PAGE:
June 12, 2017 View in browser
Not long ago, it made sense for elite members in an airline loyalty program to book the cheapest airfare on the market and expect to receive a modicum of decent treatment from the airline in return. Free upgrades, checked baggage, and snacks all came with various levels of elite status and passengers knew that despite booking a bargain-basement (or office-mandated) fare, it would be a journey in relative comfort.

Basic Economy fares, however, which American, Delta, and United are now integrating in full force, are now starting to supersede those perks and erode the basic values that loyalty programs used to provide. On each carrier, the restrictions are slightly different. Delta takes away upgrade perks, seat assignments, and the rights to change a flight. American takes it further by reducing earned award miles and rescinding overhead bin space. And United goes even further by slashing elite qualifying miles (though earned miles remain in tact).

Some of these restrictions such as the overhead bin rule are eased for loyalty program members with elite status, but others, such as upgrade restrictions apply across the board.

At first, frequent flyers took the introduction of basic economy fares in stride -- after all, the fares were originally billed to compete with low cost carriers and only integrated on a handful of routes. But now, the fares are spreading aggressively and passengers are getting agitated. Last week, United confirmed that it had rolled out its fare to all of its domestic routes. Delta, content with its domestic strategy, is now expanding basic economy to international routes. And though American has only integrated the fare into a handful of routes, most expect that carrier to follow suit.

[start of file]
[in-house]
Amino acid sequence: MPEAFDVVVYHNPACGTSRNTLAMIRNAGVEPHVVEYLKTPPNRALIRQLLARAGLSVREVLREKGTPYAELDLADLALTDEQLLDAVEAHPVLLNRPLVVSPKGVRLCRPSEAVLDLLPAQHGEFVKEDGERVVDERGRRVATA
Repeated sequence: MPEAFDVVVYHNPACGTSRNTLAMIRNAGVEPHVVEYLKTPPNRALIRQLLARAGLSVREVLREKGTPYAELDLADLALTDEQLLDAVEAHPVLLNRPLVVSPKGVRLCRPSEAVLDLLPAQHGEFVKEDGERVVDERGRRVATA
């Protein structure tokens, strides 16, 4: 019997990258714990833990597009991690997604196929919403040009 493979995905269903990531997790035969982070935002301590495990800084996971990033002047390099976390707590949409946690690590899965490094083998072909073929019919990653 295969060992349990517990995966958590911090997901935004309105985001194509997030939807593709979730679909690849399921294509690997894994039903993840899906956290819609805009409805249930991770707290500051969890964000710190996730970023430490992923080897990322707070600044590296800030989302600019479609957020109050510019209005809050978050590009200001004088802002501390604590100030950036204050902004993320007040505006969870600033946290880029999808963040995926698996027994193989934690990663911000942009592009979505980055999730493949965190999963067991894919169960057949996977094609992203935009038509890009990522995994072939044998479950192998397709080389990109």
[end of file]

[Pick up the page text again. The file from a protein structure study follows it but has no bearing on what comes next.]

Some passengers overexposed to the fares have taken to social media to respond. "In reaction to this nonsense I just booked my first ever [Virgin America] flight, SAN-SFO," said one United traveler on FlyerTalk, who apparently holds top-tier 1K elite status with the carrier.

Late last month, Zach Honig, editor of The Points Guy, wrote about United's "infuriating" basic economy strategy, calling some of the pricing "insane." Among the comments in that piece, one reader admitted that "as a United Platinum flyer I have stopped flying with them. It's not worth it to deal with the hassles. I will fly with an [Ultra Low Cost Carrier] or a [Low Cost Carrier] over them just because I know what I am getting into."

It's tough to broadly conclude that passengers are actually leaving their favorite carriers and abandoning loyalty programs en masse -- after all, the only story that airlines will tell is that revenue is up and that loyalty programs are only improving. But there's a real sense of discontent flowing through the passenger base around basic economy fares -- and sooner or later, something’s going to give.

A final note: You may have noticed our new look this morning. Read more about it here.
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